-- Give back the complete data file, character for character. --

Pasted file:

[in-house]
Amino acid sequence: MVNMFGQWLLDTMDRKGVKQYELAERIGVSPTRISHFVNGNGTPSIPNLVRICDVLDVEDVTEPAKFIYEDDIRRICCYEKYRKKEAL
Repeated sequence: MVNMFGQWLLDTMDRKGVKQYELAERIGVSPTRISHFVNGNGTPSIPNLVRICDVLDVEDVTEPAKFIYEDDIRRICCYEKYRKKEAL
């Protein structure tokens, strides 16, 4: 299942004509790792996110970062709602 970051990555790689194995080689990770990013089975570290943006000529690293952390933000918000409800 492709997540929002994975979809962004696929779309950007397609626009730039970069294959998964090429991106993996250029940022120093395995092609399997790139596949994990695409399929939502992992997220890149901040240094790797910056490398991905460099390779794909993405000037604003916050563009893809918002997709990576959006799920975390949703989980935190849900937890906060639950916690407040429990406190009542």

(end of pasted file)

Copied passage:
[in-house]
Amino acid sequence: MVNMFGQWLLDTMDRKGVKQYELAERIGVSPTRISHFVNGNGTPSIPNLVRICDVLDVEDVTEPAKFIYEDDIRRICCYEKYRKKEAL
Repeated sequence: MVNMFGQWLLDTMDRKGVKQYELAERIGVSPTRISHFVNGNGTPSIPNLVRICDVLDVEDVTEPAKFIYEDDIRRICCYEKYRKKEAL
């Protein structure tokens, strides 16, 4: 299942004509790792996110970062709602 970051990555790689194995080689990770990013089975570290943006000529690293952390933000918000409800 492709997540929002994975979809962004696929779309950007397609626009730039970069294959998964090429991106993996250029940022120093395995092609399997790139596949994990695409399929939502992992997220890149901040240094790797910056490398991905460099390779794909993405000037604003916050563009893809918002997709990576959006799920975390949703989980935190849900937890906060639950916690407040429990406190009542």